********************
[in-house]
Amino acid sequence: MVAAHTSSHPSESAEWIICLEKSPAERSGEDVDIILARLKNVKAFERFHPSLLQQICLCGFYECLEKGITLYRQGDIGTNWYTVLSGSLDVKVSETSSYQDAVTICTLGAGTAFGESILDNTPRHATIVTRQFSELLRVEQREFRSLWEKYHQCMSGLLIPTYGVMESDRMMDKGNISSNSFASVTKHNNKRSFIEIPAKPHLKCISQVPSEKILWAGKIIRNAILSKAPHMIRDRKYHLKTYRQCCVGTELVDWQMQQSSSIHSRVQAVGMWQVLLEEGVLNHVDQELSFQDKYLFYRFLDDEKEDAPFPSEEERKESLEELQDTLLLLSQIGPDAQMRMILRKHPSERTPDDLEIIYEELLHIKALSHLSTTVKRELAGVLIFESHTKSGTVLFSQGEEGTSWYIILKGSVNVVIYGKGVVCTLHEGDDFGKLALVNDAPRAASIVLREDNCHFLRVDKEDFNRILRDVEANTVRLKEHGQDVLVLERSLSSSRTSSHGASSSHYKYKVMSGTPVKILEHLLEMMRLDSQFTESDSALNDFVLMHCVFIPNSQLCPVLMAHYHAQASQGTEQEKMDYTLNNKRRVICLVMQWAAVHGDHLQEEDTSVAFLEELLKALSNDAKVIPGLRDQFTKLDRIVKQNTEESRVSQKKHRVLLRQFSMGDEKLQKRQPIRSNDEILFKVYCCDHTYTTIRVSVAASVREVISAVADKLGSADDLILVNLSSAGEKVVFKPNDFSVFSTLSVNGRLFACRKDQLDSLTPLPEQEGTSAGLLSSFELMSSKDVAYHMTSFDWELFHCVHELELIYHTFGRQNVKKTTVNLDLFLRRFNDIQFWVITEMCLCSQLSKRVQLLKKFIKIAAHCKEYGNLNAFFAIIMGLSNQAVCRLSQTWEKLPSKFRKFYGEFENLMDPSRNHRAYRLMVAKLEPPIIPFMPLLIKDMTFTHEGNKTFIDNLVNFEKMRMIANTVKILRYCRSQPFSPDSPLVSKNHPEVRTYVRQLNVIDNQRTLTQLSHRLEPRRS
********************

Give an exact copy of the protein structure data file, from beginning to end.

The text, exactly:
[in-house]
Amino acid sequence: MVAAHTSSHPSESAEWIICLEKSPAERSGEDVDIILARLKNVKAFERFHPSLLQQICLCGFYECLEKGITLYRQGDIGTNWYTVLSGSLDVKVSETSSYQDAVTICTLGAGTAFGESILDNTPRHATIVTRQFSELLRVEQREFRSLWEKYHQCMSGLLIPTYGVMESDRMMDKGNISSNSFASVTKHNNKRSFIEIPAKPHLKCISQVPSEKILWAGKIIRNAILSKAPHMIRDRKYHLKTYRQCCVGTELVDWQMQQSSSIHSRVQAVGMWQVLLEEGVLNHVDQELSFQDKYLFYRFLDDEKEDAPFPSEEERKESLEELQDTLLLLSQIGPDAQMRMILRKHPSERTPDDLEIIYEELLHIKALSHLSTTVKRELAGVLIFESHTKSGTVLFSQGEEGTSWYIILKGSVNVVIYGKGVVCTLHEGDDFGKLALVNDAPRAASIVLREDNCHFLRVDKEDFNRILRDVEANTVRLKEHGQDVLVLERSLSSSRTSSHGASSSHYKYKVMSGTPVKILEHLLEMMRLDSQFTESDSALNDFVLMHCVFIPNSQLCPVLMAHYHAQASQGTEQEKMDYTLNNKRRVICLVMQWAAVHGDHLQEEDTSVAFLEELLKALSNDAKVIPGLRDQFTKLDRIVKQNTEESRVSQKKHRVLLRQFSMGDEKLQKRQPIRSNDEILFKVYCCDHTYTTIRVSVAASVREVISAVADKLGSADDLILVNLSSAGEKVVFKPNDFSVFSTLSVNGRLFACRKDQLDSLTPLPEQEGTSAGLLSSFELMSSKDVAYHMTSFDWELFHCVHELELIYHTFGRQNVKKTTVNLDLFLRRFNDIQFWVITEMCLCSQLSKRVQLLKKFIKIAAHCKEYGNLNAFFAIIMGLSNQAVCRLSQTWEKLPSKFRKFYGEFENLMDPSRNHRAYRLMVAKLEPPIIPFMPLLIKDMTFTHEGNKTFIDNLVNFEKMRMIANTVKILRYCRSQPFSPDSPLVSKNHPEVRTYVRQLNVIDNQRTLTQLSHRLEPRRS